Do you think that your festival filled the cultural gap between Germany and Australia and New Zealand?
Auste: Yes, I think so. Especially because we emphasize and support short and indie filmmakers. It is not that easy to come across short films or indie films. You either need to go to film festivals the cinema or wait until it’s they’re made available online on Vimeo. We always support short film makers.
Sabrina: I agree! We give short filmmakers a platform by screening their films. We also promote them on our website, social media and introduce them to interested parties. We have recurring filmmakers. We’ve worked hard to build up relationships between us and filmmakers as well as film schools from Australia and New Zealand.

What is the big thing at Down Under Berlin 2019 edition?
Sabrina: Everything (chuckles)! Most likely our opening and closing night film. So, the closing night film will be Mystify: Michael Hutchence about the late INXS singer. Unfortunately, he died several years ago but he had a very interesting life and this documentary shows rare archive footage of it. The opening film is quite the opposite. It’s the debut feature of Dustin Feneley’s called Stray. It is a stunningly beautiful film about two lonely characters, social outsiders, who meet in the cold mountains in New Zealand. I think this film shows that even debut feature films from these countries can be real cinematic gems or even classics. Also, we have a variety of short films.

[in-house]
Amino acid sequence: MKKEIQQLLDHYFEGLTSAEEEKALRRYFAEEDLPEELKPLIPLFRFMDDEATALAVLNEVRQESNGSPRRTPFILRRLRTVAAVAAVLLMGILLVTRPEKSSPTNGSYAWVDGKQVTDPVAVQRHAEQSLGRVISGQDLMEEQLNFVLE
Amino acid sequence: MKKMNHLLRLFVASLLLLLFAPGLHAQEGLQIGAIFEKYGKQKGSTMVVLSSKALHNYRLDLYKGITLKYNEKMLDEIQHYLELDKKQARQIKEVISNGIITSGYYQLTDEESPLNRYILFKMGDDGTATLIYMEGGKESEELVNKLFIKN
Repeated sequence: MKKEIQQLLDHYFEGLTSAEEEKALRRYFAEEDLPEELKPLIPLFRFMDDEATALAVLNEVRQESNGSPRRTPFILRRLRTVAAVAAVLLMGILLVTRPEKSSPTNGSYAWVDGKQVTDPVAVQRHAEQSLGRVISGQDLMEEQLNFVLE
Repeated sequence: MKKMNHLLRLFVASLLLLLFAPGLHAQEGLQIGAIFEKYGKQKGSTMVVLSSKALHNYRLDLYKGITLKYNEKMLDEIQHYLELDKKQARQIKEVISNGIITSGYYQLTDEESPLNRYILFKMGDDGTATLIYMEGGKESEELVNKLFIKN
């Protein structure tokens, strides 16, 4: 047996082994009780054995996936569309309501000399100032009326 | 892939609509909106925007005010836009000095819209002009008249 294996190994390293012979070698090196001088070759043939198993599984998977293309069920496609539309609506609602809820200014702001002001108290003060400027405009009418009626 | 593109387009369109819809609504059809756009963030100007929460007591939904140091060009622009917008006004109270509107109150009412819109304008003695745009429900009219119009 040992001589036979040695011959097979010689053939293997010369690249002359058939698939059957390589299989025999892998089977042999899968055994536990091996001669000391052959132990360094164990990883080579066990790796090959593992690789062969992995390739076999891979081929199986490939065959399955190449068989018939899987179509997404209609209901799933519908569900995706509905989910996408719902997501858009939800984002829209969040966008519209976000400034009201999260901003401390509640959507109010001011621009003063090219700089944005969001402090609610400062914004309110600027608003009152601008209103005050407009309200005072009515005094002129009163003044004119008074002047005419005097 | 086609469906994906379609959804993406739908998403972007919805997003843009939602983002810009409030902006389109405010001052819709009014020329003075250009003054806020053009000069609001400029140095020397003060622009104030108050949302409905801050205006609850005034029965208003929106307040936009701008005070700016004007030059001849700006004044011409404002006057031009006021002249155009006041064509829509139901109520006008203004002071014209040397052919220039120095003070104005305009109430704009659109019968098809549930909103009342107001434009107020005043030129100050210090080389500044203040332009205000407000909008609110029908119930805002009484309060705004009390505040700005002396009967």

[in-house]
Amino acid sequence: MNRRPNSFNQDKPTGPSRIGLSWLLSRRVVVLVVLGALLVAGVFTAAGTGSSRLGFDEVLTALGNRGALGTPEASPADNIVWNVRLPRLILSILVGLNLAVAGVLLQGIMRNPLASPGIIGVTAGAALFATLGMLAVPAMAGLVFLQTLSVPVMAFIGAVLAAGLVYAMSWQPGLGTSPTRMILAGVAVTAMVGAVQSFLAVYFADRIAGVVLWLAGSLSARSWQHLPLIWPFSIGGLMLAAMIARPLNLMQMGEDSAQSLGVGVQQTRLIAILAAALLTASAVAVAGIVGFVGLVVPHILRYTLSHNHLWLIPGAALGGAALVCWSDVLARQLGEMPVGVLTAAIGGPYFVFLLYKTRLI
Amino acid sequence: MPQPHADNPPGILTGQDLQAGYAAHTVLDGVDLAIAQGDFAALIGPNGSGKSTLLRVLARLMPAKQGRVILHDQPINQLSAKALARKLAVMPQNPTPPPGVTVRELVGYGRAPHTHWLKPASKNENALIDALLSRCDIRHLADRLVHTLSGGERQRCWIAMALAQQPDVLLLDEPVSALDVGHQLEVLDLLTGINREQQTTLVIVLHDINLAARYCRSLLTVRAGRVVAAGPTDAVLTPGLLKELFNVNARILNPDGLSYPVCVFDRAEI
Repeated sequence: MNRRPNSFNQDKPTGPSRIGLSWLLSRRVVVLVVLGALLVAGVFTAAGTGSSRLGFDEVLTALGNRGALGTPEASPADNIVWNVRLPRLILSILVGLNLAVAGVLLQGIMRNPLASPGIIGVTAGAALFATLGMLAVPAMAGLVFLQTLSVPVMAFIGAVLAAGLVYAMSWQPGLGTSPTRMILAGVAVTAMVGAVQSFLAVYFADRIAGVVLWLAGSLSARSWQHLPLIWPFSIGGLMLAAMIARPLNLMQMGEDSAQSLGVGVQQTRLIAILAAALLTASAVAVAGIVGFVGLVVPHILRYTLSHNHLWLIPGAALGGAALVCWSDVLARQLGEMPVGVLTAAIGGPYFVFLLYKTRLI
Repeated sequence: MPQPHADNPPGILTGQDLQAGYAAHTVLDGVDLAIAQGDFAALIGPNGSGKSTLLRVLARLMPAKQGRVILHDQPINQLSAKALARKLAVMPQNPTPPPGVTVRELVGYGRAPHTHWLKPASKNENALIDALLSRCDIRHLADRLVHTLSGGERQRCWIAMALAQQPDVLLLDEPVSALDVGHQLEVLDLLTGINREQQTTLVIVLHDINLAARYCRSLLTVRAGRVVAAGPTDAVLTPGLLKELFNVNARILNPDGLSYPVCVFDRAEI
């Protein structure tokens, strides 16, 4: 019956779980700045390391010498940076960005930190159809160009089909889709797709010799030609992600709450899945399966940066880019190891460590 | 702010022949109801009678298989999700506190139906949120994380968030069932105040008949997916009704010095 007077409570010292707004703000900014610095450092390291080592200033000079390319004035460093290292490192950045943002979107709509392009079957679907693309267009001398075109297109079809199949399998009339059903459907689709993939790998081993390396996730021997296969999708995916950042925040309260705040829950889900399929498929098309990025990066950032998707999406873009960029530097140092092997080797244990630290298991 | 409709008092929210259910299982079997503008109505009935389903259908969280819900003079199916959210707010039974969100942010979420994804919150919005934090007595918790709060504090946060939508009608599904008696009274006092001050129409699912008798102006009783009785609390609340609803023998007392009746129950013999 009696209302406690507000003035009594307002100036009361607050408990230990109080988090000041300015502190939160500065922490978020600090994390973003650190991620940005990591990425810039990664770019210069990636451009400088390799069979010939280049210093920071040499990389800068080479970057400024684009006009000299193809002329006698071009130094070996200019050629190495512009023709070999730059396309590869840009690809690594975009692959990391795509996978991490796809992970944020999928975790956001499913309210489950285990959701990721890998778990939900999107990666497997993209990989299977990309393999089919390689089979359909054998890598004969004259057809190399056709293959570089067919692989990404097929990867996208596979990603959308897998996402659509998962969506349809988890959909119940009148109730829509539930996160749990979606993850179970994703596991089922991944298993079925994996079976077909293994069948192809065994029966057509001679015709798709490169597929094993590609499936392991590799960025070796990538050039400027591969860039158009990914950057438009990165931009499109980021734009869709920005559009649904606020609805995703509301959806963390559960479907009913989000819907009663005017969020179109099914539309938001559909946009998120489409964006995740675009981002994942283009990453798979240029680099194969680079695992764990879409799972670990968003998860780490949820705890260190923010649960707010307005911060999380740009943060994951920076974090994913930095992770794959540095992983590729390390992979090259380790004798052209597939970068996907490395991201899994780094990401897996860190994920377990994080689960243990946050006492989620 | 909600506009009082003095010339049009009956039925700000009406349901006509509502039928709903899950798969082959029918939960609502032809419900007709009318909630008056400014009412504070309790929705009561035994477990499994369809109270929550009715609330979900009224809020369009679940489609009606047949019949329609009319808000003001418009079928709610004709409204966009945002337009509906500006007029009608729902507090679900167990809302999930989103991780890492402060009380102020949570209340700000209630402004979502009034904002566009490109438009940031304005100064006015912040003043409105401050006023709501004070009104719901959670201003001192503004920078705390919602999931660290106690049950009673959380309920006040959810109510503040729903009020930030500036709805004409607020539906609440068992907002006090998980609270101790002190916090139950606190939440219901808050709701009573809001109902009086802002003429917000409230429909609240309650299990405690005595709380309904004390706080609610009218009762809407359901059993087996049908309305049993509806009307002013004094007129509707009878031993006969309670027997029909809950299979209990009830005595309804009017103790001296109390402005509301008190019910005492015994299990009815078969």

How do you select films for the festival?
Auste: The organization of the festival begins with the selection of the films. We open submissions in the beginning of the year. And we accept them for several months. Filmmakers can send us their films. In the last few years, the number of submissions has been steadily growing. I would say that from year to year we have a forty percent growth. At the moment, we are talking about hundreds of submitted films, which is really good because we have a huge variety of films that we can choose from. Then comes the time when every movie has to be watched by the team members. We watch every single film carefully, rate them and then, at some point, the team members discuss the films: do we think they fit our upcoming program, and what do we like about it them. That’s basically how it works.
Sabrina: I would like to add that in some years, we get a lot of short films but not many feature films. In that case, we need to purchase films from distribution companies. We actually buy these films to fill the program. For example, if we don’t have a documentary feature film, we need to buy it. If we don’t have a comedy feature film, we need to buy it and so on... However, this year we have only one film that has not been submitted. The rest of them were submitted: short and featured films. This year, we were very lucky!

Final question. What is the future of Down Under Berlin film festival? Where do you see the festival in five years?
Auste: Next year, it will be the 10th anniversary of Down Under Berlin. It is quite a big year for the festival...
Sabrina: I think it depends. We are all volunteers. Every year we ask the same question will we get sponsors and support. Depending on that we can plan what’s going to happen. We have dreams but we can’t say what happens in five years. One thing we are looking forward to is franchising. We would love to have a day or a week long Down Under Berlin festival in different cities of Germany. For that you need supporters and sponsors and that’s why we can’t yet promise it but this is something we would like to make happen.